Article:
3. Out of state management and ownership. If Kite controlled it, everything would be leased. Of course, due to the roundabout, there is limited access to the south side of 116th now also. Just have to go down to the light.

  4. Hey smudge, You're opposed to arresting people for minor crimes? Sounds great! We should only focus on murders and such, right? Let's stand around and wait until someone shoots someone before we act. Whatever we do, we should never question anyone, frisk anyone, or arrest anyone unless they are actively engaged in shooting or stabbing. Very sound!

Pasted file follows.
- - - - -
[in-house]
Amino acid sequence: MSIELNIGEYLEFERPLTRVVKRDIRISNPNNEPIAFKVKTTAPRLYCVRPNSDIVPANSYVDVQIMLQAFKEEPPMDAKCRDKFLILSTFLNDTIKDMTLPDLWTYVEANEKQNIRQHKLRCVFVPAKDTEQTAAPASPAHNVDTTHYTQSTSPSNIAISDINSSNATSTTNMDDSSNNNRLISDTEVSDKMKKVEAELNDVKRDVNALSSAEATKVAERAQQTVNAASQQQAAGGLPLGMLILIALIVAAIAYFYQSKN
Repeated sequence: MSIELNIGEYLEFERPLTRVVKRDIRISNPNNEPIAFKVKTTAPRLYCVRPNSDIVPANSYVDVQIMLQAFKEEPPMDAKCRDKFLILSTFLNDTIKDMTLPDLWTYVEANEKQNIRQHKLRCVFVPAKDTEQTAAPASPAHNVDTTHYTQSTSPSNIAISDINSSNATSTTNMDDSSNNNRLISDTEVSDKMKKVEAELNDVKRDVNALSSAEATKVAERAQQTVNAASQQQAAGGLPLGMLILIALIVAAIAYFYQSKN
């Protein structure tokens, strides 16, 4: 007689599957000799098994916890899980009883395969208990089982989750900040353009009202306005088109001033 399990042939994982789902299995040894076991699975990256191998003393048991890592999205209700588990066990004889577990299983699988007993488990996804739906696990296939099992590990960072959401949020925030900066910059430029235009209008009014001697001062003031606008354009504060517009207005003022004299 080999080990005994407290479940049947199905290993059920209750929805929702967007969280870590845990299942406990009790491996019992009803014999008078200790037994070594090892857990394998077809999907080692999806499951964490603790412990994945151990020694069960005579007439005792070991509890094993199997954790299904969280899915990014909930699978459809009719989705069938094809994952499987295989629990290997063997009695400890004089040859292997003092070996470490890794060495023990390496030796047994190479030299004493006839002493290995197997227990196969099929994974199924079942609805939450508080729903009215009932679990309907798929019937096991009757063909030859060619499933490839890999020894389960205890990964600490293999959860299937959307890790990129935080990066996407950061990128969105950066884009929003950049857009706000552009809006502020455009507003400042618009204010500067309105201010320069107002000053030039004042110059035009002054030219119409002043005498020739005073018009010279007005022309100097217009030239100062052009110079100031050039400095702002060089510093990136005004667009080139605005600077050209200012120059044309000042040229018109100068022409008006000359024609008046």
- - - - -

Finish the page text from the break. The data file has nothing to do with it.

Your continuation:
5. You guys are being really rude to gays in the comments. (Not all of you, I presume). You need to stop it. Gays have just as much of a right to marry as straight people do. It's not fair how you guys are denying them equal rights. They're acting more human than you'll ever be. We obviously haven't matured since the bible was last updated. Hate the sin, not the sinner. You've all committed a sin at least once in your life. You've lied, you've stolen, etc. (Those are just possibilities). We should have a planet for people that support gay rights and a planet for people that don't. Then, gay people could get married without you bigots interfering with their love life. How would you feel if straights couldn't get married? How would you feel if teenagers were afraid to come out to their parents as straight? If straight people got hate everywhere they went? If straight people were afraid to go out in public, because they feared being judged? It's never going to happen at the rate society is going. You haven't seen the side of me where I act obscene. You're glad my inner demon hasn't been released. I would, but oh no, my comment would be removed because of my very strong emotions about this subject. I love gays, and love how they show their affection for each other. I just ADORE how a state is going to give same-sex couples a marriage license, then changes their mind. (I was obviously being sarcastic there). I just LOVE how society thinks gays are an abomination to our society. You're caring about marriage between two men or two women. That's a small thing. Just grow up, and let them marry. Let them live their lives. You can't make them change their sexuality. You can't make them change their lifestyle. In my opinion, gays are more than welcome to marry. Please, grow up and realize that people should be allowed to marry, even if it's same-sex marriage. You guys are saying that "the bible said gay marriage is wrong." Well, guess what else is wrong? Read Matthew:7 and you'll find out. (I am in no way breaking that. I am saying a fact). I'm stating that gays have just as much of a right to marry as straights do. (: